The Aline Gubbay Fonds

The Aline Gubbay’s Fonds

When JPL-Archivist Shannon asked me to write an article for the Jewish Montreal of Yesterday blog, I didn’t know what aspect of my internship as an Information and Technologies Science technician at the JPL–A would be of interest to you the readers.  

Like many bloggers, I put considerably more time and effort into thinking of what to write than actually writing this blog. At any rate, here’s what I came up with.  My name’s Esther, a nice touch for a Catholic gal working in a Jewish community archive.  In the last month, I’ve had the opportunity of working with the very patient, enthusiastic and engaging Shannon who helped me put my skills into practice for the Aline Gubbay Fonds.

Aline Gubbay was a photographer, art historian and writer born in Alexandria, Egypt on June 20, 1920.  In 1924, she and her family moved to England. At 15, she won a scholarship to study at the Royal Academy of Dramatic Art in London. Following her father’s advice, she choose later to study photography privately under the tutelage of photographer Germaine Kanova.  Under Kanova, Aline Gubbay became a well-known portrait photographer.

She met and married Eric Gubbay, a cardiologist in 1948. They had three children Sharon, Michelle and Diana. In 1956, the Gubbay family moved to Montreal where she earned a degree in Social Work at McGill University and later a Master’s degree in Art History from Concordia University. She taught Art History at the Visual Arts Centre and Costume History at LaSalle College.  She was also president of the Westmount Historical Society.  She died in 2005 of pancreatic cancer.  Mrs. Gubbay’s archive reflects her travels around the world and her passion for art and architecture.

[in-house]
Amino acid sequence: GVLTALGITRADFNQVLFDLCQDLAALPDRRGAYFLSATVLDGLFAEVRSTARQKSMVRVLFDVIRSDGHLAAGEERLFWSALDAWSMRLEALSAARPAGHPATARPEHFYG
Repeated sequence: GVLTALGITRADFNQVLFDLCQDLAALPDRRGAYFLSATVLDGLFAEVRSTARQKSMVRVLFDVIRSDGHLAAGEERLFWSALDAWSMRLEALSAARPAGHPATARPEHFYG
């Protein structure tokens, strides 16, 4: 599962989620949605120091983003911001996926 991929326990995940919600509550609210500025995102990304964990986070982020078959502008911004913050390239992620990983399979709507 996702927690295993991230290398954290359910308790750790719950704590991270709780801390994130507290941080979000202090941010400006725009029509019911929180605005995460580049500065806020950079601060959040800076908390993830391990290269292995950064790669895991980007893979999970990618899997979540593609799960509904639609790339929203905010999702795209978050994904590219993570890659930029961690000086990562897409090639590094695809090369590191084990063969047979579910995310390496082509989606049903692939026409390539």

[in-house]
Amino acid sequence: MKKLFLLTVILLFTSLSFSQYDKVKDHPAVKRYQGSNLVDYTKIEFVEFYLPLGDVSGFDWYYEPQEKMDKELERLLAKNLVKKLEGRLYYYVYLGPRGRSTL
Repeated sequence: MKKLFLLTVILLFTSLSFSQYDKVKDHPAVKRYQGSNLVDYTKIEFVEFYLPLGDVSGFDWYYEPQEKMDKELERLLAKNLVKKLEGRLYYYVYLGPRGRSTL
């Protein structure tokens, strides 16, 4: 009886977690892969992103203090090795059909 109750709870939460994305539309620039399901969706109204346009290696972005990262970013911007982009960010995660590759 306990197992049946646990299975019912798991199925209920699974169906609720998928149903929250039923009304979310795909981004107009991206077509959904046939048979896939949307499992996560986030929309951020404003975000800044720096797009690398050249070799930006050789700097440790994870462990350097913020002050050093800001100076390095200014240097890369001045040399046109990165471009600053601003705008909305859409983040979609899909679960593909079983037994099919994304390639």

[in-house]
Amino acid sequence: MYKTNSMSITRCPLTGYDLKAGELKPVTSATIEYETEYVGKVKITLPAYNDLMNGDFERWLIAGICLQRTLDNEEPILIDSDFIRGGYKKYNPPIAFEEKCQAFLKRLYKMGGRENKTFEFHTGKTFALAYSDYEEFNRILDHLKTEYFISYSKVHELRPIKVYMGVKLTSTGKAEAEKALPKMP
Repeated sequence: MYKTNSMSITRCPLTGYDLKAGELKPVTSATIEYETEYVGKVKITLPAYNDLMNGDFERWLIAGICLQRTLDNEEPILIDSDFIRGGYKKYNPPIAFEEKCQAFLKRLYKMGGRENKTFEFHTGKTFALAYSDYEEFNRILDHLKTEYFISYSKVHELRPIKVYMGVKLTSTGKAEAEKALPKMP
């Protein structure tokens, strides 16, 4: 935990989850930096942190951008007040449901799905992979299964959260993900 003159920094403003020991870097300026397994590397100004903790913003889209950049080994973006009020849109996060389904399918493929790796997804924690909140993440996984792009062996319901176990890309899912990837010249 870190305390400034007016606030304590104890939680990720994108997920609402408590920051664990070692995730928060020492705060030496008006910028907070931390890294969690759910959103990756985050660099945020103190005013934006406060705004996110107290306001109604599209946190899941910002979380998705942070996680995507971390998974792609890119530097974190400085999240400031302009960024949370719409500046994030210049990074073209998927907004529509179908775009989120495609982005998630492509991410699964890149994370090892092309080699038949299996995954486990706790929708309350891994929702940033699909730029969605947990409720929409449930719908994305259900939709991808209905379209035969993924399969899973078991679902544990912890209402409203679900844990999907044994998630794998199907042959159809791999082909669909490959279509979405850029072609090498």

It is astonishing to see the wealth of information that a few boxes of documents can contain about someone’s life.  The collection of photographs is fantastic. The images are beautiful and fascinating, ranging from black and white portraits of British actors, snapshots of well-known Jewish musicians and images of some of the remarkable architectural heritage found in Montreal and Westmount.

 Moreover, I had the pleasure of meeting with, interviewing and getting to know her daughter Sharon Gubbay Helfer at the JPL. It is my hope that I have managed to fully convey the richness, generosity, cosmopolitanism and sophistication of this family archive. 

That’s all folks! Do take the opportunity to review the photographs from the archive of Mrs. Gubbay – they are fully digitized and available online through the CJHN website.         

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